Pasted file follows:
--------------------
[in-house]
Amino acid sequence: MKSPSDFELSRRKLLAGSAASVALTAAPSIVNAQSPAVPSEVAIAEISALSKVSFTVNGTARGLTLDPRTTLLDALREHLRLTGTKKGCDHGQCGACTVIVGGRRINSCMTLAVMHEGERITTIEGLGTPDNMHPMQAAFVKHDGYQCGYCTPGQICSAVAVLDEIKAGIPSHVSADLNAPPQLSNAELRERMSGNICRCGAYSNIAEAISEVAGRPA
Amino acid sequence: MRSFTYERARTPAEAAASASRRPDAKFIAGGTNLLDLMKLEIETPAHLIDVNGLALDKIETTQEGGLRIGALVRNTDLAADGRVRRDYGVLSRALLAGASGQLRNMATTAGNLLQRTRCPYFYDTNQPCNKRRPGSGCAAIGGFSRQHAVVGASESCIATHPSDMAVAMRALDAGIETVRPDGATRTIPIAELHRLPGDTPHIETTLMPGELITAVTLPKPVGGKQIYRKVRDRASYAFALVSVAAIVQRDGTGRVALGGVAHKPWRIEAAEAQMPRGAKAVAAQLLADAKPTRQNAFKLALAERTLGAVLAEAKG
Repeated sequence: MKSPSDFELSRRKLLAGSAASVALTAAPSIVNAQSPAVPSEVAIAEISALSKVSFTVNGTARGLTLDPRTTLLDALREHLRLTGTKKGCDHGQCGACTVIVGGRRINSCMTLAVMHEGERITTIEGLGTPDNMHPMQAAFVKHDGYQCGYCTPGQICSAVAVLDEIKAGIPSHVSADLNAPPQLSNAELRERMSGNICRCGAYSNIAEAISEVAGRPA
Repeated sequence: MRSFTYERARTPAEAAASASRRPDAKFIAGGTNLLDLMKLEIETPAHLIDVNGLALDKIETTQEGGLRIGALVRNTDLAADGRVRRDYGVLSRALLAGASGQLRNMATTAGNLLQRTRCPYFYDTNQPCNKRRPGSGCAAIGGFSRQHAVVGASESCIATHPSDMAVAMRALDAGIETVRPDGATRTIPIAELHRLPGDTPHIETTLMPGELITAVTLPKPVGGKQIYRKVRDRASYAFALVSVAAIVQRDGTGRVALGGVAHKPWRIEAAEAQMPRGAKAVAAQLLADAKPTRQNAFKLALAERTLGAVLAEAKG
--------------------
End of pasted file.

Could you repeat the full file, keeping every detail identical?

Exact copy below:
[in-house]
Amino acid sequence: MKSPSDFELSRRKLLAGSAASVALTAAPSIVNAQSPAVPSEVAIAEISALSKVSFTVNGTARGLTLDPRTTLLDALREHLRLTGTKKGCDHGQCGACTVIVGGRRINSCMTLAVMHEGERITTIEGLGTPDNMHPMQAAFVKHDGYQCGYCTPGQICSAVAVLDEIKAGIPSHVSADLNAPPQLSNAELRERMSGNICRCGAYSNIAEAISEVAGRPA
Amino acid sequence: MRSFTYERARTPAEAAASASRRPDAKFIAGGTNLLDLMKLEIETPAHLIDVNGLALDKIETTQEGGLRIGALVRNTDLAADGRVRRDYGVLSRALLAGASGQLRNMATTAGNLLQRTRCPYFYDTNQPCNKRRPGSGCAAIGGFSRQHAVVGASESCIATHPSDMAVAMRALDAGIETVRPDGATRTIPIAELHRLPGDTPHIETTLMPGELITAVTLPKPVGGKQIYRKVRDRASYAFALVSVAAIVQRDGTGRVALGGVAHKPWRIEAAEAQMPRGAKAVAAQLLADAKPTRQNAFKLALAERTLGAVLAEAKG
Repeated sequence: MKSPSDFELSRRKLLAGSAASVALTAAPSIVNAQSPAVPSEVAIAEISALSKVSFTVNGTARGLTLDPRTTLLDALREHLRLTGTKKGCDHGQCGACTVIVGGRRINSCMTLAVMHEGERITTIEGLGTPDNMHPMQAAFVKHDGYQCGYCTPGQICSAVAVLDEIKAGIPSHVSADLNAPPQLSNAELRERMSGNICRCGAYSNIAEAISEVAGRPA
Repeated sequence: MRSFTYERARTPAEAAASASRRPDAKFIAGGTNLLDLMKLEIETPAHLIDVNGLALDKIETTQEGGLRIGALVRNTDLAADGRVRRDYGVLSRALLAGASGQLRNMATTAGNLLQRTRCPYFYDTNQPCNKRRPGSGCAAIGGFSRQHAVVGASESCIATHPSDMAVAMRALDAGIETVRPDGATRTIPIAELHRLPGDTPHIETTLMPGELITAVTLPKPVGGKQIYRKVRDRASYAFALVSVAAIVQRDGTGRVALGGVAHKPWRIEAAEAQMPRGAKAVAAQLLADAKPTRQNAFKLALAERTLGAVLAEAKG